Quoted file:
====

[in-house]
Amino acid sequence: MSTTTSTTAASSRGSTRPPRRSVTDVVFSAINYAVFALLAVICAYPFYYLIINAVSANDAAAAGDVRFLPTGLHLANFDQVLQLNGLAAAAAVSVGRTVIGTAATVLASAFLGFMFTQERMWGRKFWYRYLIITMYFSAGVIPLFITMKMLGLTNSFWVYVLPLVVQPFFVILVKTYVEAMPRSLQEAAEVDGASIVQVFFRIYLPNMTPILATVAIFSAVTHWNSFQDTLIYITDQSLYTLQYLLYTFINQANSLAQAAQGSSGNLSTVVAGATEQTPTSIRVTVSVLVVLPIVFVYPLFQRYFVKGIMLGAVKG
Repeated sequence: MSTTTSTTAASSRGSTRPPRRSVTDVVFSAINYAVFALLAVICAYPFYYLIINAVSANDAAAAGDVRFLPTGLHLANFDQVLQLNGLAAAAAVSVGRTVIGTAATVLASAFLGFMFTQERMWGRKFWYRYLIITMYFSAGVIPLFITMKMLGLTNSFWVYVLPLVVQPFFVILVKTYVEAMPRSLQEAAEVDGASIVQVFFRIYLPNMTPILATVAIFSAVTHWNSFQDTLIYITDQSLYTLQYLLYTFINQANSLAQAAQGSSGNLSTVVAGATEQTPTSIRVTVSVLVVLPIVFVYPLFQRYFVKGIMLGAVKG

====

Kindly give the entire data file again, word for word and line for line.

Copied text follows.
[in-house]
Amino acid sequence: MSTTTSTTAASSRGSTRPPRRSVTDVVFSAINYAVFALLAVICAYPFYYLIINAVSANDAAAAGDVRFLPTGLHLANFDQVLQLNGLAAAAAVSVGRTVIGTAATVLASAFLGFMFTQERMWGRKFWYRYLIITMYFSAGVIPLFITMKMLGLTNSFWVYVLPLVVQPFFVILVKTYVEAMPRSLQEAAEVDGASIVQVFFRIYLPNMTPILATVAIFSAVTHWNSFQDTLIYITDQSLYTLQYLLYTFINQANSLAQAAQGSSGNLSTVVAGATEQTPTSIRVTVSVLVVLPIVFVYPLFQRYFVKGIMLGAVKG
Repeated sequence: MSTTTSTTAASSRGSTRPPRRSVTDVVFSAINYAVFALLAVICAYPFYYLIINAVSANDAAAAGDVRFLPTGLHLANFDQVLQLNGLAAAAAVSVGRTVIGTAATVLASAFLGFMFTQERMWGRKFWYRYLIITMYFSAGVIPLFITMKMLGLTNSFWVYVLPLVVQPFFVILVKTYVEAMPRSLQEAAEVDGASIVQVFFRIYLPNMTPILATVAIFSAVTHWNSFQDTLIYITDQSLYTLQYLLYTFINQANSLAQAAQGSSGNLSTVVAGATEQTPTSIRVTVSVLVVLPIVFVYPLFQRYFVKGIMLGAVKG